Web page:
Canada supports efforts to address ECD

‘€œIt is a huge waste of talent and potential. It equates to taking 200-million young brains around the world and throwing them into 200-million waste bins,’€ said Dr Peter Singer, CEO of Grand Challenges Canada, the driving force behind a government funded initiative to support 11 bold ideas that address the health conditions causing diminished cognitive potential and stunting in children.

The Saving Brains initiative aims to address the significant challenges facing the developing world, investing CAD$11.8-million over two years in ideas from 11 innovators aimed at improving conditions in the first 1 000 days of children’€™s lives so they can flourish and pull themselves ‘€“ and consequently their countries ‘€“ out of poverty.

At least two of the recipients have South African links.

The University of KwaZulu-Natal Vertical Transmission Study supported HIV-positive and HIV-negative women to exclusively breastfeed their infants in a rural area of South Africa where mixed breastfeeding (i.e. breastmilk and other fluids and solids) was the norm.

The Saving Brains investment will allow the researchers to now investigate whether this early feeding intervention is associated with further benefits for children, in terms of development, health and school readiness. If benefits for the children are established, this will have major policy and clinical implications especially in view of the relative simplicity and low cost of the intervention and global recommendations about breastfeeding.

The other project set in South Africa, Thula Sana will be focused in Khayelitsha and more specifically on single mothers who travel from the Eastern Cape to give birth in Cape Town.

According to Grand Challenges Canada Programme Officer Dr Karlee Silver, Thula Sana involves the coaching of these mothers to communicate and interact with their babies from birth. The study will track the children up to 13 years of age to establish if this intervention impacts on the child’€™s development.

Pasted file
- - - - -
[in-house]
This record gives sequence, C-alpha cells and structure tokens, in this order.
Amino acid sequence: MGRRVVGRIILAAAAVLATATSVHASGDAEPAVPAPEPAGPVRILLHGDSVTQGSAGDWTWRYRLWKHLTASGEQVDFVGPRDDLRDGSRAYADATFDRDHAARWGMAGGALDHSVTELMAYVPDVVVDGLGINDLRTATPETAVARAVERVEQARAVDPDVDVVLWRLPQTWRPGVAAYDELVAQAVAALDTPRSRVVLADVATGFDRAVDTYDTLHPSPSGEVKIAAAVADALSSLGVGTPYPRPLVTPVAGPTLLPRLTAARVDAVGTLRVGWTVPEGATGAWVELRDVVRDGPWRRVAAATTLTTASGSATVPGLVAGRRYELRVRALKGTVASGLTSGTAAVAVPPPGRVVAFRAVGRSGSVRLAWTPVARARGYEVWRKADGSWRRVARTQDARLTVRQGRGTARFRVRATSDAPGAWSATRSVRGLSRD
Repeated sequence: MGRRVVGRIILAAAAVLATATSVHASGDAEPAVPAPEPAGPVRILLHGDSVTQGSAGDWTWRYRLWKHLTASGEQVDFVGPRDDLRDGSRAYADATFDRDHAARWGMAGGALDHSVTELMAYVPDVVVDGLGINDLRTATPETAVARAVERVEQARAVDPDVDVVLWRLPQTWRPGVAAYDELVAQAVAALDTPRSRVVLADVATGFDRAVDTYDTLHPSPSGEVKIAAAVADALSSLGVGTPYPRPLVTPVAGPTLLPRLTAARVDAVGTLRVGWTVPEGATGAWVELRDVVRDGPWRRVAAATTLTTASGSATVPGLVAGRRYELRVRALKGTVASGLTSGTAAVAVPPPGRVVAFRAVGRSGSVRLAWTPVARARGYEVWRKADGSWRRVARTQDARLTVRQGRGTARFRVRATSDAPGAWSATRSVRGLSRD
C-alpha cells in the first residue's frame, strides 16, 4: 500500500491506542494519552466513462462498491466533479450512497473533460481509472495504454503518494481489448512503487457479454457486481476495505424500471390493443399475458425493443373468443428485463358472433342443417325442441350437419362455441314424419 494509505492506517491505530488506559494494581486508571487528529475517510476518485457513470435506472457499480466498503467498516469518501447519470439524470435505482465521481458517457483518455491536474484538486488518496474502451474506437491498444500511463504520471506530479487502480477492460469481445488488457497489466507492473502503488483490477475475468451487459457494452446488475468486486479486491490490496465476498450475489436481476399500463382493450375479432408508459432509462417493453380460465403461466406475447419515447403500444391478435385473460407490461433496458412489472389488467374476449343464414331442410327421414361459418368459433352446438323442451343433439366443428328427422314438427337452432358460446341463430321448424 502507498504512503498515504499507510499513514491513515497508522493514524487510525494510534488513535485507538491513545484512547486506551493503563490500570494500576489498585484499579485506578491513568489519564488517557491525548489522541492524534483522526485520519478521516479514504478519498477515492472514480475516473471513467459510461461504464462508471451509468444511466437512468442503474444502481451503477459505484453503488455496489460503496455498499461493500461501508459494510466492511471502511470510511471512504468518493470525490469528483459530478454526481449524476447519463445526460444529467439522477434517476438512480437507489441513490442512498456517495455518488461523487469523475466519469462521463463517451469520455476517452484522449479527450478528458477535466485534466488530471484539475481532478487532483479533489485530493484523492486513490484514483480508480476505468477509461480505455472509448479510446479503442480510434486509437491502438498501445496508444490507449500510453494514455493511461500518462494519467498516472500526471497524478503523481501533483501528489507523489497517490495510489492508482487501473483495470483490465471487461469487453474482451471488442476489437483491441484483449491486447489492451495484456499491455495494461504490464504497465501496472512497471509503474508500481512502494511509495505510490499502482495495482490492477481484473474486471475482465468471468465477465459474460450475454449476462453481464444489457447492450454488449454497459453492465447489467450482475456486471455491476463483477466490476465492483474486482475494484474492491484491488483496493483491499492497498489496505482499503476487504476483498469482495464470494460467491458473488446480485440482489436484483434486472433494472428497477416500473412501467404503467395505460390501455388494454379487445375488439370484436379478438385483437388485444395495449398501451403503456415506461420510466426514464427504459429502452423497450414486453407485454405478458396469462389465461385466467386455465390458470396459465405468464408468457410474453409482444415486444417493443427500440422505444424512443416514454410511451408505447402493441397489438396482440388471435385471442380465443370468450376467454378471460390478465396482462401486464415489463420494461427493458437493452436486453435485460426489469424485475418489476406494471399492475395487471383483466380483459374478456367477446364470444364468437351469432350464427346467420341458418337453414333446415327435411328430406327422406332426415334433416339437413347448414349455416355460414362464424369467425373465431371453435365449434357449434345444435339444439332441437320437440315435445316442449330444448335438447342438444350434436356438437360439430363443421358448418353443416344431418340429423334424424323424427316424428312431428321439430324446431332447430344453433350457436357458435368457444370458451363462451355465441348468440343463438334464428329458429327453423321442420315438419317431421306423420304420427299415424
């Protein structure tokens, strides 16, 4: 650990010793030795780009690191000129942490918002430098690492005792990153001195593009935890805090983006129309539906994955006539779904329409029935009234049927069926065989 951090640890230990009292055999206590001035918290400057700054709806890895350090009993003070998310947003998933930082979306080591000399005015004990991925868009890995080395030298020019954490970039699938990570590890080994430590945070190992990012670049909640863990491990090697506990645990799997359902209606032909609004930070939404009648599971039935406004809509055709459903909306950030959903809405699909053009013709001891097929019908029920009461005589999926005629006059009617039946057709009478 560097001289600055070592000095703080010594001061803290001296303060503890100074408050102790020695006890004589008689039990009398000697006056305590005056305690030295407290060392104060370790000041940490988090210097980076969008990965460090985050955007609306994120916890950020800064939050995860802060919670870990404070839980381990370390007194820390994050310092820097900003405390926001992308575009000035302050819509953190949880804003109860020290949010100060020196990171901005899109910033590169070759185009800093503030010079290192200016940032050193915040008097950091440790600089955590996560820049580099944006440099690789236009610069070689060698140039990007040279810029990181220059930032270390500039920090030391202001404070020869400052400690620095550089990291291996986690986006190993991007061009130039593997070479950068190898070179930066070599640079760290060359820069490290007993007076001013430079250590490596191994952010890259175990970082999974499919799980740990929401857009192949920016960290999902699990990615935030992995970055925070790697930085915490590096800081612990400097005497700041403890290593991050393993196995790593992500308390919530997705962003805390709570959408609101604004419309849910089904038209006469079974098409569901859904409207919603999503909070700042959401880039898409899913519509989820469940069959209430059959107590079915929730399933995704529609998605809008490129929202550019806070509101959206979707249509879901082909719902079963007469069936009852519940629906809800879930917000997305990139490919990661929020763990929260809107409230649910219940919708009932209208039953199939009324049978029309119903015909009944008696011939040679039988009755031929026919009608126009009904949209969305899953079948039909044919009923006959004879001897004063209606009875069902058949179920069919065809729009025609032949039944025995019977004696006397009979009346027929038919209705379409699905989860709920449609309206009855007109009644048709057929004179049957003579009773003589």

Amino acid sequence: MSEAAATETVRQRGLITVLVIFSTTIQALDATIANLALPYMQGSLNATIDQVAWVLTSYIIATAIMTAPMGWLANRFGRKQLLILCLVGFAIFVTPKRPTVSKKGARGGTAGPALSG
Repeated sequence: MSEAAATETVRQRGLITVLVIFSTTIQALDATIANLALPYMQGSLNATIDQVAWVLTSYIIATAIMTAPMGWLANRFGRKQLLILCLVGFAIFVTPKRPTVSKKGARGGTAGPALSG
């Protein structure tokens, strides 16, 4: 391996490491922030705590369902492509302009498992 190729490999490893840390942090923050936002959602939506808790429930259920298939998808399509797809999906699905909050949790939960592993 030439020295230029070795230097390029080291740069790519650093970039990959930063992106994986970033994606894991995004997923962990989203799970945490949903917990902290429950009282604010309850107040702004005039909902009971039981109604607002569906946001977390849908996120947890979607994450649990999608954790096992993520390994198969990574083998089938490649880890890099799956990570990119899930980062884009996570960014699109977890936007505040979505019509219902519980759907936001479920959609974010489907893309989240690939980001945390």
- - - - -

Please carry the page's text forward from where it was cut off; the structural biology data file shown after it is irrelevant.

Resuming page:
‘€œThese ideas are proven in the short term, but now the funding will provide innovators the opportunity to study the long-term developmental potential of these interventions,’€ said Silver.

Commenting on the challenging task of having to distinguish between a host of developmental challenges facing especially poor countries, Silver agrees that ‘€œthere is only so far we can go with another baby message’€. This is why the innovations will be linked to the impact it could have on the individual’€™s earning power later in life and in turn the economies of countries, a language politicians understand.

Singer believes that once the spotlight is focused on the problem it will make sense to people and why it is such a critical issue to address. He referred to a statement by Canadian First Lady Laureen Harper: ‘€œThe healthy development of the brain can be influenced by malnutrition, infection, birth complications, or a lack of nurturing and stimulation at an early age’€.

Singer added: ‘€œWe need human capital and to create it, we need to pay attention to the development of children.’€

Grand Challenges is dedicated to supporting bold ideas with big impact in global health and funded by the Canadian government.


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